The size and apparent nature of the universe are gut punches to the human ego. There could be over a trillion galaxies, of which our Milky Way is a fairly ordinary one. Our galaxy, in turn, contains something like a hundred billion stars, of which our Sun is a fairly ordinary one. And most stars have one or more planets, of which our Earth is a fairly ordinary one, with a single glaring exception: it’s the only place we know of where life has arisen. Is it the only such place in reality? As we continue exploring the answer, we are now at the midway point on our tour of the Drake equation:
N = R* × fp × ne × fl × fi × fc × L
In this equation,
- N is the number of active, communicative extraterrestrial civilizations in the Milky Way galaxy
- R* is the rate at which new stars are created in our galaxy
- fp is the fraction of stars that have planets
- ne is the average number of planets per star that might support life
- fl is the fraction of life-supporting planets that actually develop life
- fi is the fraction of developed life that becomes intelligent
- fc is the the fraction of intelligent life that sends signals into space
- L is how long a signal-sending civilization survives and sends those signals
So far, we have estimated R* = 2 per year, fp = 0.99, and ne = 0.35. Now comes the really squishy part: trying to draw conclusions about life on other planets from what we know about life on this one.
The origin of life is one of those subjects where science and religion collide rather violently. In the Western world, we seem to have a choice, for example, on the age of our Earth. The prevailing religious view suggests it is 6000 years, while the prevailing scientific view puts it at more like 4.5 billion years. I was raised Catholic, but I have also loved math and science since my earliest memories of school. The Catholic school where I was educated from 2nd through 8th grade was extremely adept at combining religion and science without ever suggesting one invalidated the other. And their library had lots of great books on science, including one entitled “Four Billion Years Ago”. One thing I have always believed since those formative years is that science and religion need not be mutually exclusive, even when we are exploring mysteries like the beginnings of Earth and life. I’m going to talk in terms of the scientific view here, but the reasoning could be applied to other views as well.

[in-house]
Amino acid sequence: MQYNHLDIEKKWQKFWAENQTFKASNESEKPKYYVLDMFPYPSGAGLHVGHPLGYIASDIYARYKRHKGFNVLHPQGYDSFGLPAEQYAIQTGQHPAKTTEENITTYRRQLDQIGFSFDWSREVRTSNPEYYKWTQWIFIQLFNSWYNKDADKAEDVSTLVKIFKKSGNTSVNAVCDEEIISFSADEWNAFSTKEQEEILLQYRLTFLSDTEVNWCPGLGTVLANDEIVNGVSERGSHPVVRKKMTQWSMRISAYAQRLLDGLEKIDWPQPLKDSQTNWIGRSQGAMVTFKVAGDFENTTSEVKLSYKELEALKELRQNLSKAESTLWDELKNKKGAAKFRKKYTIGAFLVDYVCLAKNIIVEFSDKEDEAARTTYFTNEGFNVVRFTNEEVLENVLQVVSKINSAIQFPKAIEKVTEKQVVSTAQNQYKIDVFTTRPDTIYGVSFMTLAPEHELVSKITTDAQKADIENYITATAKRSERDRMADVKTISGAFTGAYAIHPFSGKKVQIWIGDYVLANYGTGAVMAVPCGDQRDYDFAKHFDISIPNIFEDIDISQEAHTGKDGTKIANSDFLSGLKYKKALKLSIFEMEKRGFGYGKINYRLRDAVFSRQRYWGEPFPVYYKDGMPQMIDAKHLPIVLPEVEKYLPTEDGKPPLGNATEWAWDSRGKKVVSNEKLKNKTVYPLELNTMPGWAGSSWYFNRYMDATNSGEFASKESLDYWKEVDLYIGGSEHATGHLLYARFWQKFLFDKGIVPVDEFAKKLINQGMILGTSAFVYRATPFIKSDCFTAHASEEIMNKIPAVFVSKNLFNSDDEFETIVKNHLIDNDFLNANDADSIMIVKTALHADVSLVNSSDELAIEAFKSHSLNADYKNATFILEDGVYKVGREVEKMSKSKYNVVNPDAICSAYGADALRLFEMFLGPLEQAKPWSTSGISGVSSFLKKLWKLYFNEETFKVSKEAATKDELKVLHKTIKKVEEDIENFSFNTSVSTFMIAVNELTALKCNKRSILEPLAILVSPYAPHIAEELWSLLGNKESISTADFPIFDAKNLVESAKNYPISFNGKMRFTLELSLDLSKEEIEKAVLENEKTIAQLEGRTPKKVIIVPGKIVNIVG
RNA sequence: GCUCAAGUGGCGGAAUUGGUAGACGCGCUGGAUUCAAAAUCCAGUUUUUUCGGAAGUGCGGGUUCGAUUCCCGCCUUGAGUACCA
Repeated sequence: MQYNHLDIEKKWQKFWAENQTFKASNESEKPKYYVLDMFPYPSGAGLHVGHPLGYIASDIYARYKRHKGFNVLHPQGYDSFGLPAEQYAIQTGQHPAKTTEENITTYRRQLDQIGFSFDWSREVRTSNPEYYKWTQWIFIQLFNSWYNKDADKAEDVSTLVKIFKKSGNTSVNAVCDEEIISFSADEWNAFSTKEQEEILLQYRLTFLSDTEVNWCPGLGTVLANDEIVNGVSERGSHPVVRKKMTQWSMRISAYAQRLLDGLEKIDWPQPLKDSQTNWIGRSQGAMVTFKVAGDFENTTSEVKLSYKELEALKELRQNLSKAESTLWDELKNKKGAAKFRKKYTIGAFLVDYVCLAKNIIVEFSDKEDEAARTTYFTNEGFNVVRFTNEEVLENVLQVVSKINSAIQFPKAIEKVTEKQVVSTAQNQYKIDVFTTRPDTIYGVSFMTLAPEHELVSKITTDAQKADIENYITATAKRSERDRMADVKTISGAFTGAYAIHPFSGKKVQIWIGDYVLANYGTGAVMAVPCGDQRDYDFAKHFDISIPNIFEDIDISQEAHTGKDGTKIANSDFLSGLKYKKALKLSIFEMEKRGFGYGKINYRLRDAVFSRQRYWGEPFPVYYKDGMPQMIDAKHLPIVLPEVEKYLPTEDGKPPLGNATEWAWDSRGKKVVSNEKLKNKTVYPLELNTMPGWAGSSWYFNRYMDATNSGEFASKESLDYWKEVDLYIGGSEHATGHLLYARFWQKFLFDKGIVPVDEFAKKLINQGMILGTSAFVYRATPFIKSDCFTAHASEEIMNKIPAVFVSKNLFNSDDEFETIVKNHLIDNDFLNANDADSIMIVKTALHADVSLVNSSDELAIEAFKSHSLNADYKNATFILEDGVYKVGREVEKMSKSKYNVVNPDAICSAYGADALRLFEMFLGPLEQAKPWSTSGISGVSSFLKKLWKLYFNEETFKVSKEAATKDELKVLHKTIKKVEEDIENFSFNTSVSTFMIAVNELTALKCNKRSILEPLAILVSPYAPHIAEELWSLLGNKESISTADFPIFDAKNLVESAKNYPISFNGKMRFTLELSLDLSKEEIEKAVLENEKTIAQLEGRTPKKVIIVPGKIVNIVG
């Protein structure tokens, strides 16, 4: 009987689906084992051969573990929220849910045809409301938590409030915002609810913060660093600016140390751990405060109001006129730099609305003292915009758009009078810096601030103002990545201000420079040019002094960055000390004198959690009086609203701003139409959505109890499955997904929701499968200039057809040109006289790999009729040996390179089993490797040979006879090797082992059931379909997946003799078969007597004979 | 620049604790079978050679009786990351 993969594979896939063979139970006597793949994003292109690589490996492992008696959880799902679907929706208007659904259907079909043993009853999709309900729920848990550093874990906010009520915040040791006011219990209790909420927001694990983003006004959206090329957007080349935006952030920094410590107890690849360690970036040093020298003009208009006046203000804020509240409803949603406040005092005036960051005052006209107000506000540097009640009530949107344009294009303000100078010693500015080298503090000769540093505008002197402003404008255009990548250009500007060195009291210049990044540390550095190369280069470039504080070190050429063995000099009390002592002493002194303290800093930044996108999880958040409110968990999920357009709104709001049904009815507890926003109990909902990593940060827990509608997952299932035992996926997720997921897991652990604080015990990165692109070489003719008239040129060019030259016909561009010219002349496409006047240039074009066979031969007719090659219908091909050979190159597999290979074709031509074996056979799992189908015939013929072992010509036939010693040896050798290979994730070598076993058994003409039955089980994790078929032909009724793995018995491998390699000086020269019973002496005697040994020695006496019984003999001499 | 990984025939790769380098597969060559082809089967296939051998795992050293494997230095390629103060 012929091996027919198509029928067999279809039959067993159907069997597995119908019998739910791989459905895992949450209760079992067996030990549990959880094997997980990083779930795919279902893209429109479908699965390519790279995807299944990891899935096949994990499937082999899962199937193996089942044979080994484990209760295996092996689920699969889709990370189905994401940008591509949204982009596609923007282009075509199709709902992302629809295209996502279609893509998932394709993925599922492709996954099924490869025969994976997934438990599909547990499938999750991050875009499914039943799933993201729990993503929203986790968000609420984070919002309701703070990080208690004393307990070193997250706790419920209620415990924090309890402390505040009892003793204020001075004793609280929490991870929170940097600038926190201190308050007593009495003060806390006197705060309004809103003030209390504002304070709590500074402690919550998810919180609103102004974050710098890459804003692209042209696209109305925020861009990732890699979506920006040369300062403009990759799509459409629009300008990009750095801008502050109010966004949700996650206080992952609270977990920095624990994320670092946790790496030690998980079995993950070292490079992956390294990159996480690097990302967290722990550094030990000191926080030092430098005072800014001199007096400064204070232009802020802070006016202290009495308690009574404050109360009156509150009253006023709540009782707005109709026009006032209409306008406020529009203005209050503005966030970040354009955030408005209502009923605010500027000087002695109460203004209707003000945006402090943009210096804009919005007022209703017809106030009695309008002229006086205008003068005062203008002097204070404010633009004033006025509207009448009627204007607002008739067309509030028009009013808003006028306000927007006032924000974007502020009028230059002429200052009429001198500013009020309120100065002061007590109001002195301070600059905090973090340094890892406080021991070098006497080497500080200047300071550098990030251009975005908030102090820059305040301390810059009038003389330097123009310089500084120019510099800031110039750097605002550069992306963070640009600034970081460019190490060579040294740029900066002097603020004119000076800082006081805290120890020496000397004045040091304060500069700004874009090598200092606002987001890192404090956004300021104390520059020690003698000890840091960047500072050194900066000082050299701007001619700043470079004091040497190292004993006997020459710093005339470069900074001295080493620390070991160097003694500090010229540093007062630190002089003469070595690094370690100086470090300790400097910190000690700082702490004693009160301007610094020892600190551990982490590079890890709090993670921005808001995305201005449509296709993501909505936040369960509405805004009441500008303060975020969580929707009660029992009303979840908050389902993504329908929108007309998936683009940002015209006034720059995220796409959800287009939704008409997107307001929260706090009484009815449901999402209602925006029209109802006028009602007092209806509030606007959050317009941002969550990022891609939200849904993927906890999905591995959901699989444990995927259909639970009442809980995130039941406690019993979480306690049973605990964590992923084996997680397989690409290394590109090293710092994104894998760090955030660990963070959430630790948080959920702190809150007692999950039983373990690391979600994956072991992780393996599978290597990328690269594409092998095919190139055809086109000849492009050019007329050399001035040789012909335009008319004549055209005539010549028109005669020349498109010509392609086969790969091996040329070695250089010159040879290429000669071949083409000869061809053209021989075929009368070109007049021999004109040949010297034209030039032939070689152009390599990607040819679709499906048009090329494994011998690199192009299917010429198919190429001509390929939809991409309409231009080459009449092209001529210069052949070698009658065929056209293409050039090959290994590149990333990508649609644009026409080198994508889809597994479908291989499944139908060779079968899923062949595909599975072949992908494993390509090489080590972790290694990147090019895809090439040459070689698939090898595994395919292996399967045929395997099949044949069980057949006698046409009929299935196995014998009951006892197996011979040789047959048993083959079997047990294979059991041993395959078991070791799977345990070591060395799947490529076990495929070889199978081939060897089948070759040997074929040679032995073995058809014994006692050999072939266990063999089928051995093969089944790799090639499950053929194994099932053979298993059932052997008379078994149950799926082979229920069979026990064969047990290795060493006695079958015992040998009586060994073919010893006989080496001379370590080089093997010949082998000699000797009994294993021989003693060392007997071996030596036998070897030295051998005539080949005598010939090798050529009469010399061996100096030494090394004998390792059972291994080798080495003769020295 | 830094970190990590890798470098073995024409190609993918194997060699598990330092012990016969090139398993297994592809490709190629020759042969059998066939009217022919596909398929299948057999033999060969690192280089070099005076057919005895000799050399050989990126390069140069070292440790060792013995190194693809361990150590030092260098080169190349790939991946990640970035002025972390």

Science calls the beginning of life on Earth abiogenesis – the process by which life arises from non-living matter. We talked a bit in the last post about life forming in water. When Earth first formed 4.5 billion years ago, it was too hot to have liquid water. But it may have only taken a couple hundred million (0.2 billion) years after that to cool down to a temperature where the oceans could form. We have found evidence of microbes in Northern Quebec, in rocks that may be nearly 4.3 billion years old. There is additional evidence in other locations on Earth that life arose over 4 billion years ago. So, speaking on these vast time scales, it would appear that life began quite soon after the necessary conditions were established. We just don’t know exactly how. Scientists have conducted experiments where they place all the right material together in conditions similar to what we think prevailed back then, but thus far they have not been able to generate life from the non-living ingredients. At first that might seem disheartening, but even as “quickly” as life appears to have emerged on Earth, it still likely took tens to hundreds of millions of years after the formation of the oceans. We just don’t have that kind of time, pandemic or not.